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All invoked their Fifth Amendment right against self-incrimination.
(Cliff Owen/AP) A contractor for the controversial classifieds website has been aggressively soliciting and creating sex-related ads, despite Backpage’s repeated insistence that it had no role in the content of ads posted on its site, according to a trove of newly discovered documents.
From left: chief executive Carl Ferrer, co-founder James Larkin, chief operating officer Andrew Padilla and co-founder Michael Lacey are sworn in on Capitol Hill on Jan.
10 before a Senate Homeland Security and Governmental Affairs subcommittee hearing into Backpage.com's alleged facilitation of online sex trafficking.
The Senate report said that more than 93 percent of Backpage’s ad revenue in 2011 came from its adult section, leading to 5 million in gross revenue in 2014, with projected revenue of nearly 0 million by 2019.
The National Center for Missing and Exploited Children said that 73 percent of the 10,000 child sex trafficking reports it receives from the public each year involve ads on Backpage.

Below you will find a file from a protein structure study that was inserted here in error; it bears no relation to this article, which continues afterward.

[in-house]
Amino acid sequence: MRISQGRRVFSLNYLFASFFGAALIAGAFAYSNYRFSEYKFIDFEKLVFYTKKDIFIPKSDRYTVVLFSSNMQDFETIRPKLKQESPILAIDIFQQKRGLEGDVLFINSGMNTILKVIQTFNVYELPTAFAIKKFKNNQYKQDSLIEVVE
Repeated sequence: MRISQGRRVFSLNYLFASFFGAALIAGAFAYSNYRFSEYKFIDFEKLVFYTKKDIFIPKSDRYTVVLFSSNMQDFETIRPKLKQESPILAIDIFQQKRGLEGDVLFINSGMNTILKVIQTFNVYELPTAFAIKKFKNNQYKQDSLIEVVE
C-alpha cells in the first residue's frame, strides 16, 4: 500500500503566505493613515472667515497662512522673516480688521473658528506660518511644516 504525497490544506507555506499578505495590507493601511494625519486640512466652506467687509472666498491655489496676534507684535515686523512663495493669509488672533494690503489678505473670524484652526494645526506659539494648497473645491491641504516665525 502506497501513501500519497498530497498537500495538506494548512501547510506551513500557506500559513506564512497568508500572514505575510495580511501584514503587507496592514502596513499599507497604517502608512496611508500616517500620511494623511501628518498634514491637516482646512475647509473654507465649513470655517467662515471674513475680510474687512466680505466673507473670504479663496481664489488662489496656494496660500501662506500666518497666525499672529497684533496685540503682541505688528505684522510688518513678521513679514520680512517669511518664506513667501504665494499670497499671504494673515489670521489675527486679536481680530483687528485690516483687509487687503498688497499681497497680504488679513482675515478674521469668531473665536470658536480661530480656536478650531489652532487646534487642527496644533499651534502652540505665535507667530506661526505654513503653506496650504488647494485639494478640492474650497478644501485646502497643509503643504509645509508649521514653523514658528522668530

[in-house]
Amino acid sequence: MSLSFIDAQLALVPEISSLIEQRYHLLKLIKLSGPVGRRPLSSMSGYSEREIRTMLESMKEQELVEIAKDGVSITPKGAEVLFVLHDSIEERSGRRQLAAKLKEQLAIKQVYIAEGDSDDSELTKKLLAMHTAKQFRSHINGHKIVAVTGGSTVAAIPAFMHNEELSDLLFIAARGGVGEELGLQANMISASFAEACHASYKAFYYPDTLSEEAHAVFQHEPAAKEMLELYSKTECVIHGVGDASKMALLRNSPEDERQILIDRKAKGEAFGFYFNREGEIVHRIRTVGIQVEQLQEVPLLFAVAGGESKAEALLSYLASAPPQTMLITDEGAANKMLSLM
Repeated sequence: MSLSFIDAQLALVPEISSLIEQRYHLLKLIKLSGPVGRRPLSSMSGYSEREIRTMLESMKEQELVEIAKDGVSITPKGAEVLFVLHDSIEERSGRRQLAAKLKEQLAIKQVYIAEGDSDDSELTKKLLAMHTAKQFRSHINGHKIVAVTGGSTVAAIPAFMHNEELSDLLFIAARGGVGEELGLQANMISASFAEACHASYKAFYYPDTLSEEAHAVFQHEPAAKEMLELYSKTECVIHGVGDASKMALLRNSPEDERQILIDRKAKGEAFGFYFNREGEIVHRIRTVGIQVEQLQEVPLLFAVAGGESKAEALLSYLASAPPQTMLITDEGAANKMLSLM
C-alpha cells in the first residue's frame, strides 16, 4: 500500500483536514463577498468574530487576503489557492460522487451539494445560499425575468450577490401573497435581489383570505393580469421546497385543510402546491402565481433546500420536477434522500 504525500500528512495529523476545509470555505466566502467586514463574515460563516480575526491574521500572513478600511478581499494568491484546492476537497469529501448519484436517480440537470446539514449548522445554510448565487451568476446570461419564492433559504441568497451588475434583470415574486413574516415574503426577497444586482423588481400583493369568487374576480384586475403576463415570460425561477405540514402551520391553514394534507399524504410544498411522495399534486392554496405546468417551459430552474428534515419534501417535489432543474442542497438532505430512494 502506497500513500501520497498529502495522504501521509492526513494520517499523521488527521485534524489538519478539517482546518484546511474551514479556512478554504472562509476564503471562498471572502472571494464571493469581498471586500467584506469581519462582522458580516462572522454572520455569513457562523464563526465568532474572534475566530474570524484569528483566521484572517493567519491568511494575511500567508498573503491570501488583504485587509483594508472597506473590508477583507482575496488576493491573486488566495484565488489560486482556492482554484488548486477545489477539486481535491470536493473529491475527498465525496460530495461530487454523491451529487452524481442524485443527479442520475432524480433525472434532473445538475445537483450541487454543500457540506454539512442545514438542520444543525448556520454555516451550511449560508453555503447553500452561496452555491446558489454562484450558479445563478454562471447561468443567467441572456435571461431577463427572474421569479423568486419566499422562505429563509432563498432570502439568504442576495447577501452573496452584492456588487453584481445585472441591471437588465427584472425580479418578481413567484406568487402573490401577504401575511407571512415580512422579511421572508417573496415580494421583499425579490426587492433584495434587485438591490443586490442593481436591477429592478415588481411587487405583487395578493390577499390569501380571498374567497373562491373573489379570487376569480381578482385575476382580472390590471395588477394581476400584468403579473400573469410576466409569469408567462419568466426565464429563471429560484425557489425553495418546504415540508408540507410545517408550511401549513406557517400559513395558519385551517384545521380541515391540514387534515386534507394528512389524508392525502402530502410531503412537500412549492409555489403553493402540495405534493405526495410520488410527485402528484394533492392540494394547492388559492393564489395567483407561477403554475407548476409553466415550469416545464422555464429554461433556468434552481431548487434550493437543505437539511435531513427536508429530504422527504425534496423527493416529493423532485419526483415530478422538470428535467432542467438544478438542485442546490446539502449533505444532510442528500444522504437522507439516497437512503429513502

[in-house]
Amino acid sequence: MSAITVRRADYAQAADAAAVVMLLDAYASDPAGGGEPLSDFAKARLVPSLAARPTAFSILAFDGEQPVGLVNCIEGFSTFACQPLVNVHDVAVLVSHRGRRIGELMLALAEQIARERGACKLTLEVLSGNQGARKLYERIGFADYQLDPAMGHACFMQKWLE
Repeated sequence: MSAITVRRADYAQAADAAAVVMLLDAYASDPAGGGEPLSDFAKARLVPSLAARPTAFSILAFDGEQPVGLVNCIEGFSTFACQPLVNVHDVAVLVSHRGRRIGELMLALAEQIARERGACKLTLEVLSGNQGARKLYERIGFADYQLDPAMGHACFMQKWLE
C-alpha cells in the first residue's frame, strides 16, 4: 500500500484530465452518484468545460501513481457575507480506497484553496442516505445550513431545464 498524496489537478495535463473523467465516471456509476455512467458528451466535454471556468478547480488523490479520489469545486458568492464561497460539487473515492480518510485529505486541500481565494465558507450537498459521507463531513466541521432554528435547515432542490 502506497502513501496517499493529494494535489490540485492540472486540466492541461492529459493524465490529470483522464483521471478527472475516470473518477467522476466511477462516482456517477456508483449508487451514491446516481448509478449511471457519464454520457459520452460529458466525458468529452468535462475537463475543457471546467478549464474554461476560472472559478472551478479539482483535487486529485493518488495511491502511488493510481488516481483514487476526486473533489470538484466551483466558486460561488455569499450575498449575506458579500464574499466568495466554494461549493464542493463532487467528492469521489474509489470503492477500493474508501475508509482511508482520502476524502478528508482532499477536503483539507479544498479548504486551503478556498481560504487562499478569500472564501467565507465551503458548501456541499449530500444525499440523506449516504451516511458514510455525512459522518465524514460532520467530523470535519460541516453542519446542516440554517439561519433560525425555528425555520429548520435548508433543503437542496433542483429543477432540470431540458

An investigation by a Senate subcommittee revealed earlier this year found that Backpage was editing ads to remove language indicating underage girls were available, rather than removing the ads. Mc Dougall has said that Backpage acts as “the sheriff of the Internet” and that sex ads would be dispersed among sites in other countries if Backpage stopped posting them.
“Backpage has been righteously indignant throughout our investigation,” said Sen. Backpage, based in Dallas, is an online classified ad service similar to Craigslist, with sites operating in at least 97 countries and 943 locations, enabling users to buy and sell cars, audio equipment, concert tickets — and “adult services,” seemingly a smorgasbord of barely disguised prostitution ads.
Everybody knows they’re doing it, and they’re not being held accountable.” Backpage has not responded to the suit, which was filed in May.
In late June, federal agents arrested the man who allegedly had been posting Backpage ads for Desiree, which described her as “Nicki,” who was “new in town” and “looking for upscale Gentlemen to have a great time with.” The FBI alleged that Joseph Hazley, 33, would drive her to appointments for “commercial sex” and collected some or all of the money she was paid.